Previous research efforts have used the single-fiber cruciform test to measure the tensile normal strength of a fiber/matrix interface while eliminating the influence of free-edge stresses that are present in transverse testing of conventional straight-sided specimens. In this work, the cruciform specimen was modified to characterize the fiber/matrix interface strength under combined transverse and shear loading. Initiation and growth of interface debonds were detected optically by observation of variations in the intensity of light reflected from the surface of the fiber during loading. Test data reduction was accomplished with a 3-D finite element model of the angled cruciform sample. Using the measured value of applied stress at debond initiation, and the calculated stress concentration factors at the fiber/matrix interface, a mixed-mode failure envelope was constructed in the normal-shear stress space, and a quadratic failure criteria was proposed. Finally, a brief discussion has been included of how this interfacial strength data may be used in ysis to predict bulk characteristics of a composite laminate.
Modeling High-Frequency Acoustic Velocities in Patchy and Partially Saturated Porous Rock using Differential Effective Medium Theory
17
James G.
Berryman
Lawrence Livermore National Laboratory, University of California, P.O. Box 808 L-200, Livermore, CA 94551-9900
Differential effective medium (DEM) theory is applied here to the problem of modeling physical properties of poroelastic media that are partially saturated with liquid. Typical fluid saturants are air and water, or gas and oil. If the liquid and gas saturants are homogeneously mixed, then we say the medium is partially saturated. If the liquid and gas saturants are very poorly mixed, so each constituent occupies separate, but contiguous, regions of the porous medium, we say the medium has patchy saturation. Some examples are presented to show that a reasonable approach to modeling the effects of patchy saturation at high frequencies (200 kHz and above) is produced by treating the medium as if it were an homogenized mixture of gas-saturated and liquid-saturated parts that are homogeneously mixed together. Estimates of the properties for partial saturation are obtained using differential effective medium theory. The results for patchy saturation differ dramatically from those predicted by Gassmann's equations for homogeneous mixing of the fluids in individual pores. In particular, the shear modulus depends on the elastic properties of the fluid constituents, unlike the quasi-static behavior predicted by Gassmann.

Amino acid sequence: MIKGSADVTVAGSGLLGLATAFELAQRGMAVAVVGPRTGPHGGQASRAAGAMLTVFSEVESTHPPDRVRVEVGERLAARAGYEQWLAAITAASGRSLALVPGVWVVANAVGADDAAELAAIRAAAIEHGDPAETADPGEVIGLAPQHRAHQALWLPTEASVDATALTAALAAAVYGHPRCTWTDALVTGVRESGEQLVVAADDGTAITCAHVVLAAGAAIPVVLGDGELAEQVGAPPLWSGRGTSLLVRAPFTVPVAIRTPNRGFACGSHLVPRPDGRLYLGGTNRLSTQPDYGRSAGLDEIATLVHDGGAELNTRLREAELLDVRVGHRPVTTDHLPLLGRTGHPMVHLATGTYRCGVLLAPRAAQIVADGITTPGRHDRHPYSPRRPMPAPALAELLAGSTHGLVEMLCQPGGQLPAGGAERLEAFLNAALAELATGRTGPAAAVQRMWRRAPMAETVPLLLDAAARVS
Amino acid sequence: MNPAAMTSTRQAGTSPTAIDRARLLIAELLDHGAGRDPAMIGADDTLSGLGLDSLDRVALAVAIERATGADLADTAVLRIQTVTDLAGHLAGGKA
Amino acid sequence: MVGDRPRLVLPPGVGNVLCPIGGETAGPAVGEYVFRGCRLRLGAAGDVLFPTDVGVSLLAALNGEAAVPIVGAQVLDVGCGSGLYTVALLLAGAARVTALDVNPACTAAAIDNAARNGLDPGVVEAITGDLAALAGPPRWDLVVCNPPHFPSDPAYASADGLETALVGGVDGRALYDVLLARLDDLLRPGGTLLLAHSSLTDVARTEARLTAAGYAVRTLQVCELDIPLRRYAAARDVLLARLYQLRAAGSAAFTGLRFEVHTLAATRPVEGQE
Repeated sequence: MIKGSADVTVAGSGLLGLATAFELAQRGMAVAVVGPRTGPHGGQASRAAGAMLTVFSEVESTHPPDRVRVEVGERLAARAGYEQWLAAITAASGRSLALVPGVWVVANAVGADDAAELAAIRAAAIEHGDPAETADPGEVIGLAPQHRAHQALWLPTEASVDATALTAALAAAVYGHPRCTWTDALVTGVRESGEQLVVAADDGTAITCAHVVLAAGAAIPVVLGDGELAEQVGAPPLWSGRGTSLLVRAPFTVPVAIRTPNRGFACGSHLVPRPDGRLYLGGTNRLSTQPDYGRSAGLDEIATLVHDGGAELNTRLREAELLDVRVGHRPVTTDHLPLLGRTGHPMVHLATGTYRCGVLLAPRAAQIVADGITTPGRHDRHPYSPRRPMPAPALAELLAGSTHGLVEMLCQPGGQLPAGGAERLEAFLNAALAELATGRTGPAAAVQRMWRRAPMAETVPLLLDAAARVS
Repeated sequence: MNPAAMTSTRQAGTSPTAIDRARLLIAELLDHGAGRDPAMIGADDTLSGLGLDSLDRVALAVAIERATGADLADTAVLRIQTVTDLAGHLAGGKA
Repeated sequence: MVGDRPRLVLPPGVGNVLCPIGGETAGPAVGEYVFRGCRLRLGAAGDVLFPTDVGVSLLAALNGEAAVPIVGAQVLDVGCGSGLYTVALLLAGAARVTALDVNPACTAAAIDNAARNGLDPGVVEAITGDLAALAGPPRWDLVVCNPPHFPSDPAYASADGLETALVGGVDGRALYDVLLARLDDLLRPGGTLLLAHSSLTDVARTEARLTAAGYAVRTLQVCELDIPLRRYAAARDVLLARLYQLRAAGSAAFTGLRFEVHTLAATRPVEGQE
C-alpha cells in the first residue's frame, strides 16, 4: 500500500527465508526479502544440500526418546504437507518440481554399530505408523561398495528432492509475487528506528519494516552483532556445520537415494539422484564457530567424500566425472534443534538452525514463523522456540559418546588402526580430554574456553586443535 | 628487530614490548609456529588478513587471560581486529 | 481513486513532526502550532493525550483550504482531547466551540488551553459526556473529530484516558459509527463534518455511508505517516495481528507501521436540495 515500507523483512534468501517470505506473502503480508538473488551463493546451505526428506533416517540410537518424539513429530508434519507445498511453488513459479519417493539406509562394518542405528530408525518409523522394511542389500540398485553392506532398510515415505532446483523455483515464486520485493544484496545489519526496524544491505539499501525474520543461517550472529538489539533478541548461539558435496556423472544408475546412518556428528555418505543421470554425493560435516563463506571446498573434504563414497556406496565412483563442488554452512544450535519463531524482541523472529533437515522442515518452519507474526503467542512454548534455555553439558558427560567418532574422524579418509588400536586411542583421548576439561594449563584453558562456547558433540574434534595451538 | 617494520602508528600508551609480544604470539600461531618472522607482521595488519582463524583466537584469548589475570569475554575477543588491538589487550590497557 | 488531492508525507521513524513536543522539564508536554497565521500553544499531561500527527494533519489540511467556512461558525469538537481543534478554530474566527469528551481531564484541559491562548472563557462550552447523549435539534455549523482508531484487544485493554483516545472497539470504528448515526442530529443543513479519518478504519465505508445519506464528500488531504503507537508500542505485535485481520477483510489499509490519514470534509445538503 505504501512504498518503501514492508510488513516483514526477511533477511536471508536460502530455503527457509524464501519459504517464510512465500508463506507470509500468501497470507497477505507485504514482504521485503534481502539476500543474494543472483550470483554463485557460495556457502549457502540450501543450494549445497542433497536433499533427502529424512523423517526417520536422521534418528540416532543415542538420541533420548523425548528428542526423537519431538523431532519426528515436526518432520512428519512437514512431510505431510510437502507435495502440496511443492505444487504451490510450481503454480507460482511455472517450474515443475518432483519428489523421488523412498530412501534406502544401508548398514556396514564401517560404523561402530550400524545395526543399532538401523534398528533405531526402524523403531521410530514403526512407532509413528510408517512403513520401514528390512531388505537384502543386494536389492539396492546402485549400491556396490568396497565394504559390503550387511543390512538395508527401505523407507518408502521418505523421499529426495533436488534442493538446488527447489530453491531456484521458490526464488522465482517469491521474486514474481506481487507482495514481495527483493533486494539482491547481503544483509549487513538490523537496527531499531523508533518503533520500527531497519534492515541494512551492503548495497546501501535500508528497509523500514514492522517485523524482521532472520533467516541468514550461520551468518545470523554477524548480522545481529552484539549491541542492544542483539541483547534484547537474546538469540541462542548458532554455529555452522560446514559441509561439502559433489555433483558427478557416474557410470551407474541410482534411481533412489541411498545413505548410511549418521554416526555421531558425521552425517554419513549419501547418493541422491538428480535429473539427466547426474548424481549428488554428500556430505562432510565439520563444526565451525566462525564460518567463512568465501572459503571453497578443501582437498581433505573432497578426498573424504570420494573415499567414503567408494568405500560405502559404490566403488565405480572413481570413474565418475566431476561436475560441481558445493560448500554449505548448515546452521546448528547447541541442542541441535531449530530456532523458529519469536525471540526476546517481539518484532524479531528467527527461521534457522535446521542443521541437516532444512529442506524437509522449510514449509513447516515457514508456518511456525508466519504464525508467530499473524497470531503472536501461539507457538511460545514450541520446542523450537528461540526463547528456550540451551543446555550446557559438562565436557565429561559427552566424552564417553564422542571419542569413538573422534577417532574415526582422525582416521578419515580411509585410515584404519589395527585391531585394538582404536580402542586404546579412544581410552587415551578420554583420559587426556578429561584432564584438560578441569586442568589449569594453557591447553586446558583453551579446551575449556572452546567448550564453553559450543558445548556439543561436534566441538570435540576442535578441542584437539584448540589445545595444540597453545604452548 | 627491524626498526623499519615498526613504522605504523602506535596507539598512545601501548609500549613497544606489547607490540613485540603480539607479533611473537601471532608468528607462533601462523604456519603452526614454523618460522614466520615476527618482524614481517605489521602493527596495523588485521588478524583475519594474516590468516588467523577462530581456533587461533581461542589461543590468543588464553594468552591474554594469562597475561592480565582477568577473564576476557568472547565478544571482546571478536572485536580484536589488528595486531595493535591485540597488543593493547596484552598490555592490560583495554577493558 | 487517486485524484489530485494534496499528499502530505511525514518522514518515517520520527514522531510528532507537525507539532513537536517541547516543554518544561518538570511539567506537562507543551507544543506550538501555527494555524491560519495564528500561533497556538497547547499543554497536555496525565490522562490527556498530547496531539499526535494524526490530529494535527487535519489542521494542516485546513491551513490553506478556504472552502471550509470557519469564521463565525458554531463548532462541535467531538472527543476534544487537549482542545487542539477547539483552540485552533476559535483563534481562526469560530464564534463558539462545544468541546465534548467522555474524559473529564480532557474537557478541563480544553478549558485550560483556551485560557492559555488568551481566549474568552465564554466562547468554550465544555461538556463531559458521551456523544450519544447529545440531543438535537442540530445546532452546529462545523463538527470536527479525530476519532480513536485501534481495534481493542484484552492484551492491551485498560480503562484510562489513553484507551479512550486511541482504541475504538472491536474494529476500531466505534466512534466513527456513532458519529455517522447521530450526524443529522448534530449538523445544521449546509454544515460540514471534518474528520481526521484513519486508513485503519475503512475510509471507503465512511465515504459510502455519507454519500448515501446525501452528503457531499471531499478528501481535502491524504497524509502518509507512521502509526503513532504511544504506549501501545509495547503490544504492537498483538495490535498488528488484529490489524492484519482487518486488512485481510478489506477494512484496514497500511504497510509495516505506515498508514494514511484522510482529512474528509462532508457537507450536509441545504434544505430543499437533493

Asymptotic Homogenization Models for Smart Composite Plates with Rapidly Varying Thickness: Part I—Theory
16
A. L.
Kalamkarov
Mechanical Engineering Department, Dalhousie University, Halifax, Nova Scotia, B3J 2X4, Canada
A. V.
Georgiades
Mechanical Engineering Department, Dalhousie University, Halifax, Nova Scotia, B3J 2X4, Canada
Asymptotic homogenization models for smart composite plates with rapidly varying thickness and periodically arranged actuators are derived. The effective elastic, actuation, thermal expansion, and hygroscopic expansion coefficients are obtained. The actuation coefficients characterize the intrinsic transducer nature of active smart materials that can be used to induce strains and stresses in a coordinated fashion. Examples of such actuators employed with smart composite material systems are derived from piezoelectric, magnetostrictive, and some other materials. It is shown that the original problem for the regularly non-homogeneous smart composite plate with rapidly oscillating thickness reduces to a system of eight simpler types of problem. It is precisely these "unit-cell" problems that enable the determination of the aforementioned effective coefficients and subsequently the strain and stress fields. In the limiting case of a thin elastic plate of uniform thickness the derived model is shown to converge to the familiar classical plate model. In Part II of this work, the theory is illustrated by means of examples pertaining to a thin smart laminated plate of uniform thickness and a wafer-type smart composite plate reinforced with smart ribs oriented along the tangential directions of the plate.
Asymptotic Homogenization Models for Smart Composite Plates with Rapidly Varying Thickness: Part II—Applications
24
A. V.
Georgiades
Mechanical Engineering Department, Dalhousie University, Halifax, Nova Scotia, B3J 2X4, Canada
A. L.
Kalamkarov
Mechanical Engineering Department, Dalhousie University, Halifax, Nova Scotia, B3J 2X4, Canada
Asymptotic homogenization models for smart composite plates with rapidly varying thickness and periodically arranged actuators were derived in Part I of this work. These models were subsequently used to determine general expressions for effective elastic, actuation, thermal expansion, and hygroscopic expansion coefficients. The present article applies the theory to determine the effective properties of constant thickness laminates composed of monoclinic materials or orthotropic materials not referred to their principal coordinate system. These effective properties can then be used to calculate strains and stresses induced in the laminates by external loads, hygrothermal effects, or electric fields. Further examples illustrate the determination of the effective properties of wafer-type smart composite plates reinforced with smart ribs or stiffeners oriented along the tangential directions of the plate. For generality, it is assumed that the ribs and the base plate are made of different orthotropic materials.